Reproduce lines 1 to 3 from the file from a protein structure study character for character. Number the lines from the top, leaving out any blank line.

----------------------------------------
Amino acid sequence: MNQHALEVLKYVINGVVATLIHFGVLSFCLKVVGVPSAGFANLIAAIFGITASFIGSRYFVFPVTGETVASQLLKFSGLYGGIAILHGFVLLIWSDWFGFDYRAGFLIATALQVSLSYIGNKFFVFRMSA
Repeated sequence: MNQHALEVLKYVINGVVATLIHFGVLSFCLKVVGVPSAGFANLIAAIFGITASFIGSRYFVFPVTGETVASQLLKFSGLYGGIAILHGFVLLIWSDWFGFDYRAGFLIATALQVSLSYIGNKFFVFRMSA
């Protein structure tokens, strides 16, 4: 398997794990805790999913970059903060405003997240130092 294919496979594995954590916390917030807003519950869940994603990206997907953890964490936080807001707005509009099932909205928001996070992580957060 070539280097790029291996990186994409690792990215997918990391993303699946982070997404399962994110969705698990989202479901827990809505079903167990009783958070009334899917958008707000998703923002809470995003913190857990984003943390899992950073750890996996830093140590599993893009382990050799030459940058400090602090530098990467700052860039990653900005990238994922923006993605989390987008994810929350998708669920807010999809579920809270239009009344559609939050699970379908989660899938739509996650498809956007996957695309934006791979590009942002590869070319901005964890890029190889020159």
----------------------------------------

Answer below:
Amino acid sequence: MNQHALEVLKYVINGVVATLIHFGVLSFCLKVVGVPSAGFANLIAAIFGITASFIGSRYFVFPVTGETVASQLLKFSGLYGGIAILHGFVLLIWSDWFGFDYRAGFLIATALQVSLSYIGNKFFVFRMSA
Repeated sequence: MNQHALEVLKYVINGVVATLIHFGVLSFCLKVVGVPSAGFANLIAAIFGITASFIGSRYFVFPVTGETVASQLLKFSGLYGGIAILHGFVLLIWSDWFGFDYRAGFLIATALQVSLSYIGNKFFVFRMSA
């Protein structure tokens, strides 16, 4: 398997794990805790999913970059903060405003997240130092 294919496979594995954590916390917030807003519950869940994603990206997907953890964490936080807001707005509009099932909205928001996070992580957060 070539280097790029291996990186994409690792990215997918990391993303699946982070997404399962994110969705698990989202479901827990809505079903167990009783958070009334899917958008707000998703923002809470995003913190857990984003943390899992950073750890996996830093140590599993893009382990050799030459940058400090602090530098990467700052860039990653900005990238994922923006993605989390987008994810929350998708669920807010999809579920809270239009009344559609939050699970379908989660899938739509996650498809956007996957695309934006791979590009942002590869070319901005964890890029190889020159």